Aside from scoring a top 5-Star ANCAP rating, the Volt brings lane departure warning, and forward collision alert technologies to the Holden range for the first time.
Holden flew in Kristen Siemen, Executive Director of GM’s Electrical Systems division for the event, who explained that these features are part of GM’s quest toward autonomous vehicles, ones that remove the human element - and human error - from ensuring passenger safety.
To date, systems like GPS and stability control have largely worked independently of one another, but GM believes they can work hand-in-glove for the sake of safety.
Termed ‘sensor fusion’, GM is working toward integrating these systems’ radars, cameras and ultrasonic sensors to better advise drivers of danger and ultimately intervene to prevent collisions.
Such fusion is already evident in some luxury models, but Ms Siemen believes the technology will be seen across all segments within a decade.
The Holden Volt’s infotainment system is yet another area which sets a new standard for the local carmaker.
Ranging from the innovative touch sensitive centre stack, to twin seven-inch displays and an impressive suite of connectivity, navigation, media storage and playback options, the Volt’s system reflects a rising demand for such features in modern vehicles.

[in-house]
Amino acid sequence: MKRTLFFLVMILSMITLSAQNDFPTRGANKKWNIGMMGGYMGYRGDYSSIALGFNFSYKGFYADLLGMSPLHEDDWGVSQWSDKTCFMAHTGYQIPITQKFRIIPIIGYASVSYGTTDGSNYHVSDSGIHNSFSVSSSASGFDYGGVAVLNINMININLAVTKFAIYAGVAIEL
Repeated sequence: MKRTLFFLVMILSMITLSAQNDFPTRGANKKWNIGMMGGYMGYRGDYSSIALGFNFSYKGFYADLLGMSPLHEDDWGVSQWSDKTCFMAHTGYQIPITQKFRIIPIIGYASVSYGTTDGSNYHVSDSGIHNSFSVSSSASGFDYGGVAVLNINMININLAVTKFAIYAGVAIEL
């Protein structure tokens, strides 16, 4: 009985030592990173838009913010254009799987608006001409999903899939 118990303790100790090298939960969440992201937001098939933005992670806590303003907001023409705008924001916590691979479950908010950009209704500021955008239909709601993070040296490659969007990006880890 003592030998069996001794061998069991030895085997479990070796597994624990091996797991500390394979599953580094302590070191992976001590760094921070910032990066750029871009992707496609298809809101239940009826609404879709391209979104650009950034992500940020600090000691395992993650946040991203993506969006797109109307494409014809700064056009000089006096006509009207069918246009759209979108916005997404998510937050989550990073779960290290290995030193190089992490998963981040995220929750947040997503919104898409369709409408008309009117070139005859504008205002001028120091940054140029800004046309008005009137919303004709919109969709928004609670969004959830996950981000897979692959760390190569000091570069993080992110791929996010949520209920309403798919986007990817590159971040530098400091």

GM’s Chevrolet MyLink system is designed to provide convenient interaction with a driver’s smartphone and related internet capabilities.
MyLink is already available on some US models, and is aimed at balancing modern connectivity needs with occupant safety, keeping ‘eyes on the road, and hands on the wheel’.
GM acknowledge that some drivers will continue to use their handsets whilst driving, but aims to combat this by making vehicle integration as seamless as possible.
Key areas identified to enable this are simplicity of the user-interface, compatibility across handset models, and expanded voice activation capabilities.
Holden would not confirm so, but we expect a similar system to debut locally in the VF Commodore next year.
At the end of the day, we were tossed the keys to a Volt which had roughly half its battery charge remaining, suggesting we’d have the chance to experience the Volt in pure electric, and petrol-assisted modes.